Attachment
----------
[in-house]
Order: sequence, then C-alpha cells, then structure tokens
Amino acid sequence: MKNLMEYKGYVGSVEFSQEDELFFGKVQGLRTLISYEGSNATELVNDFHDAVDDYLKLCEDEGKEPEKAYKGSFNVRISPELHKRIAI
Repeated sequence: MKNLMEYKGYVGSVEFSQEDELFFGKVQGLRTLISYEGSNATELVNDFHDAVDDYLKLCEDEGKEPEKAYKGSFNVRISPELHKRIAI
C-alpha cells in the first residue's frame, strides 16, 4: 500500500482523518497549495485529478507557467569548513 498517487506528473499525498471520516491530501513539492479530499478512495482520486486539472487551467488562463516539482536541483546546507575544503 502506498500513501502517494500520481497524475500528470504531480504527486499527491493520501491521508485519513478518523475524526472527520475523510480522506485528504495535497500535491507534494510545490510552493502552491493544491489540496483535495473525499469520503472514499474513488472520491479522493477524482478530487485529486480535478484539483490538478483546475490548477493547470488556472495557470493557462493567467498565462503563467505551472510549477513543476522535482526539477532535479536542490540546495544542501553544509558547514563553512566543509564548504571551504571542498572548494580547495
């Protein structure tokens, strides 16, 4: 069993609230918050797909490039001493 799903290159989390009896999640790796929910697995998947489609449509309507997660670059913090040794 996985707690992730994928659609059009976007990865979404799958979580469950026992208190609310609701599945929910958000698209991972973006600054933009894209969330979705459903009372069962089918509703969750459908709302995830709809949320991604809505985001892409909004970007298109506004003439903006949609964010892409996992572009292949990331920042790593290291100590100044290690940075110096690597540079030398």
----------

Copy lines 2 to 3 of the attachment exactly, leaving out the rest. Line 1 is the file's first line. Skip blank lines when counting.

Order: sequence, then C-alpha cells, then structure tokens
Amino acid sequence: MKNLMEYKGYVGSVEFSQEDELFFGKVQGLRTLISYEGSNATELVNDFHDAVDDYLKLCEDEGKEPEKAYKGSFNVRISPELHKRIAI